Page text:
Eyewitness to a failure in Iraq
By Peter W. Galbraith | October 27, 2004
IN 2003 I went to tell Deputy Secretary of Defense Paul Wolfowitz what I had seen in Baghdad in the days following Saddam Hussein's overthrow. For nearly an hour, I described the catastrophic aftermath of the invasion -- the unchecked looting of every public institution in Baghdad, the devastation of Iraq's cultural heritage, the anger of ordinary Iraqis who couldn't understand why the world's only superpower was letting this happen.
I also described two particularly disturbing incidents -- one I had witnessed and the other I had heard about. On April 16, 2003, a mob attacked and looted the Iraqi equivalent of the Centers for Disease Control, taking live HIV and black fever virus among other potentially lethal materials. US troops were stationed across the street but did not intervene because they didn't know the building was important.
When he found out, the young American lieutenant was devastated. He shook his head and said, "I hope I am not responsible for Armageddon." About the same time, looters entered the warehouses at Iraq's sprawling nuclear facilities at Tuwaitha on Baghdad's outskirts. They took barrels of yellowcake (raw uranium), apparently dumping the uranium and using the barrels to hold water. US troops were at Tuwaitha but did not interfere.
There was nothing secret about the Disease Center or the Tuwaitha warehouses. Inspectors had repeatedly visited the center looking for evidence of a biological weapons program. The Tuwaitha warehouses included materials from Iraq's nuclear program, which had been dismantled after the 1991 Gulf War. The United Nations had sealed the materials, and they remained untouched until the US troops arrived.
The looting that I observed was spontaneous. Quite likely the looters had no idea they were stealing deadly biological agents or radioactive materials or that they were putting themselves in danger. As I pointed out to Wolfowitz, as long as these sites remained unprotected, their deadly materials could end up not with ill-educated slum dwellers but with those who knew exactly what they were doing.
This is apparently what happened. According to an International Atomic Energy Agency report issued earlier this month, there was "widespread and apparently systematic dismantlement that has taken place at sites previously relevant to Iraq's nuclear program." This includes nearly 380 tons of high explosives suitable for detonating nuclear weapons or killing American troops. Some of the looting continued for many months -- possibly into 2004. Using heavy machinery, organized gangs took apart, according to the IAEA, "entire buildings that housed high-precision equipment."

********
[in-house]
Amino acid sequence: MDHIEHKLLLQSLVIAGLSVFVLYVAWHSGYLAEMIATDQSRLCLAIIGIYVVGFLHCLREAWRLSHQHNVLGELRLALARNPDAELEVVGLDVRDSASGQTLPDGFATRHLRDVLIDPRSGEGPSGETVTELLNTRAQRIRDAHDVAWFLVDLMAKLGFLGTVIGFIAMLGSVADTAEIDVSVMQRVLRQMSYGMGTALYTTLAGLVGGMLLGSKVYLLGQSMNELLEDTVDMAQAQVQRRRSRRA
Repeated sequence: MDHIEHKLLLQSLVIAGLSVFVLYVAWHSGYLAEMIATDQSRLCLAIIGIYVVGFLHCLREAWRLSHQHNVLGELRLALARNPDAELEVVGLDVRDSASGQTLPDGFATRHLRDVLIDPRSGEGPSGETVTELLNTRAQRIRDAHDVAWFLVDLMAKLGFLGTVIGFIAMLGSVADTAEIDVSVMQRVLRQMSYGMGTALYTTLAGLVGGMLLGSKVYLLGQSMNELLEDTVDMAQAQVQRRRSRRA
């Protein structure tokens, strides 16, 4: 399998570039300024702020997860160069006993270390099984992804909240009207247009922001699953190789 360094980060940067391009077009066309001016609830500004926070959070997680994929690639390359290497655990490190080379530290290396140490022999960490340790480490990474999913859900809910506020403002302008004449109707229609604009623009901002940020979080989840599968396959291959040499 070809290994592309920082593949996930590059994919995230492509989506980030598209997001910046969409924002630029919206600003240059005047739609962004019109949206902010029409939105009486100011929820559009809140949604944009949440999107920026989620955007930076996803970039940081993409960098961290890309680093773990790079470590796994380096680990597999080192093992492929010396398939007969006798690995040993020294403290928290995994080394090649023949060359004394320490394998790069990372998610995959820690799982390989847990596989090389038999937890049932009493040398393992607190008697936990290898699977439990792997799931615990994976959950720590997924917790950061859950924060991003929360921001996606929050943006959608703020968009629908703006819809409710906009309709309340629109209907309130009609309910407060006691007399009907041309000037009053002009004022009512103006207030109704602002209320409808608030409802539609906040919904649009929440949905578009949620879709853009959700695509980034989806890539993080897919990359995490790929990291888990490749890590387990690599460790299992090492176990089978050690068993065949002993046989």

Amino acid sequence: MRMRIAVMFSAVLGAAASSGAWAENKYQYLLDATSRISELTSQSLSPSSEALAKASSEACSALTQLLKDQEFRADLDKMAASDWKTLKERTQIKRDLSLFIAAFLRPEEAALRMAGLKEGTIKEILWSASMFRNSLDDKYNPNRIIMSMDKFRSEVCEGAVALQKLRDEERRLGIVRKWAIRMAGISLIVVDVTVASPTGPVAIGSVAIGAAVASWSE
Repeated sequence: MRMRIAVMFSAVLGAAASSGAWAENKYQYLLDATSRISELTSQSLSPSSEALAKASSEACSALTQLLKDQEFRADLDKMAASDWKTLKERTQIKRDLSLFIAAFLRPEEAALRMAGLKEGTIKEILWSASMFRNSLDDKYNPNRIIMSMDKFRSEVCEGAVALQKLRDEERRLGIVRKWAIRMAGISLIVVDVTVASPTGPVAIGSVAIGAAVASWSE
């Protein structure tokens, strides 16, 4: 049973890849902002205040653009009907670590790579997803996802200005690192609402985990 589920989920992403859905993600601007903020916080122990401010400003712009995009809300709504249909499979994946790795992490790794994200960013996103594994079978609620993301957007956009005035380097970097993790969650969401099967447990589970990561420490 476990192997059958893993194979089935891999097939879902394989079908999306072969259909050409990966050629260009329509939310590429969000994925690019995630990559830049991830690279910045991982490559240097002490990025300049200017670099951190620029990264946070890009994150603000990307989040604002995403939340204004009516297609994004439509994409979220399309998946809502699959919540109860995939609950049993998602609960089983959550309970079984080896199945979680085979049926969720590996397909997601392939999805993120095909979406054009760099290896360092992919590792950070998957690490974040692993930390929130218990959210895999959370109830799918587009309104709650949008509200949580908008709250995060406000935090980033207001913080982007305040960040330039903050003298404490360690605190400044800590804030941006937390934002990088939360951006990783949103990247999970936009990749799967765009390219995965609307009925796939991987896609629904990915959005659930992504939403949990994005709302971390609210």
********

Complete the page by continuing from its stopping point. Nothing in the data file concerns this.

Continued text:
This equipment could be anywhere. But one good bet is Iran, which has had allies and agents in Iraq since shortly after the US-led forces arrived.
This was a preventable disaster. Iraq's nuclear weapons-related materials were stored in only a few locations, and these were known before the war began. As even L. Paul Bremer III, the US administrator in Iraq, now admits, the United States had far too few troops to secure the country following the fall of Saddam Hussein. But even with the troops we had, the United States could have protected the known nuclear sites. It appears that troops did not receive relevant intelligence about Iraq's WMD facilities, nor was there any plan to secure them. Even after my briefing, the Pentagon leaders did nothing to safeguard Iraq's nuclear sites.
I supported President Bush's decision to overthrow Saddam Hussein. At Wolfowitz's request, I helped advance the case for war, drawing on my work in previous years in documenting Saddam's atrocities, including the use of chemical weapons on the Kurds. In spite of the chaos that followed the war, I am sure that Iraq is better off without Saddam Hussein.
It is my own country that is worse off -- 1,100 dead soldiers, billions added to the deficit, and the enmity of much of the world. Someone out there has nuclear bomb-making equipment, and they may not be well disposed toward the United States. Much of this could have been avoided with a competent postwar strategy. But without having planned or provided enough troops, we would be a lot safer if we hadn't gone to war.
Peter W. Galbraith, a former US ambassador to Croatia, is a fellow at the Center For Arms Control and Non-Proliferation. In the 1980s, he documented Iraqi atrocities against the Kurds for the Senate Foreign Relations Committee.
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